Clinical features of glaucoma, such as pre-treatment intraocular pressure (IOP), influence whether structural progression of disease is detected earlier with macular ganglion cell-inner plexiform layer (mGCIPL) or peripapillary retinal nerve fiber layer (pRNFL) imaging, according to a new study. Researchers recently found IOP, baseline pRNFL thickness, baseline mGCIPL thickness and systemic hypertension were associated with location of first progression.

Researchers in Australia evaluated 271 eyes from 207 individuals with statistically significant evidence of glaucomatous progression on optical coherence tomography, using software to compare earliest evidence of longitudinal progression on mGCIPL GPA and pRNFL GPA.

Eyes demonstrating earliest progression on mGCIPL had significantly lower maximum-recorded pre-treatment IOP (mean difference: 3.90mm Hg). The time interval between progression on pRNFL and progression on mGCIPL increased by 12.4 months for every 5mm Hg increase in IOP. While eyes that demonstrated earliest longitudinal progression on mGCIPL had significantly lower baseline average pRNFL thickness than eyes progressing on pRNFL first, eyes progressing first on mGCIPL parameters were 3.03 times more likely to develop a new paracentral field defect than cases found on pRNFL parameters.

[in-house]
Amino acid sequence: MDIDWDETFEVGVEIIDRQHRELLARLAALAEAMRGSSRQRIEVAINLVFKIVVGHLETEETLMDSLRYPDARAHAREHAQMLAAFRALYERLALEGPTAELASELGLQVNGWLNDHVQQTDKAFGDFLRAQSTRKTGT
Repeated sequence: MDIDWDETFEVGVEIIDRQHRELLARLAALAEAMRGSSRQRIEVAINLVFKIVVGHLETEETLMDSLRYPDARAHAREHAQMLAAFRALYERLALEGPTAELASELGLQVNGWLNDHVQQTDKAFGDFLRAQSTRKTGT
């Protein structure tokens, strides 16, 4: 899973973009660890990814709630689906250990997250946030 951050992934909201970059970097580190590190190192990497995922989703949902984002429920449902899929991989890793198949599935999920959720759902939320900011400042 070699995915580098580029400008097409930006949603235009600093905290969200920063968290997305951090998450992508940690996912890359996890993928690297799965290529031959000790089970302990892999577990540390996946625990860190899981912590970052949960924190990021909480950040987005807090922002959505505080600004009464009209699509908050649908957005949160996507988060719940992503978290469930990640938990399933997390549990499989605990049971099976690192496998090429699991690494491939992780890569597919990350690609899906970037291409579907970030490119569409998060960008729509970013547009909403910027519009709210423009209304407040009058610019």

The researchers concluded that mGCIPL imaging is useful alongside pRNFL analysis for detecting glaucoma progression, particularly in patients with normal IOP.

Marshall HN, Andrew NH, Hassall M, et al. Macular GCIPL loss precedes peripapillary NRFL loss in glaucoma with lower intraocular pressure. Ophthalmology. March 22, 2019. [Epub ahead of print].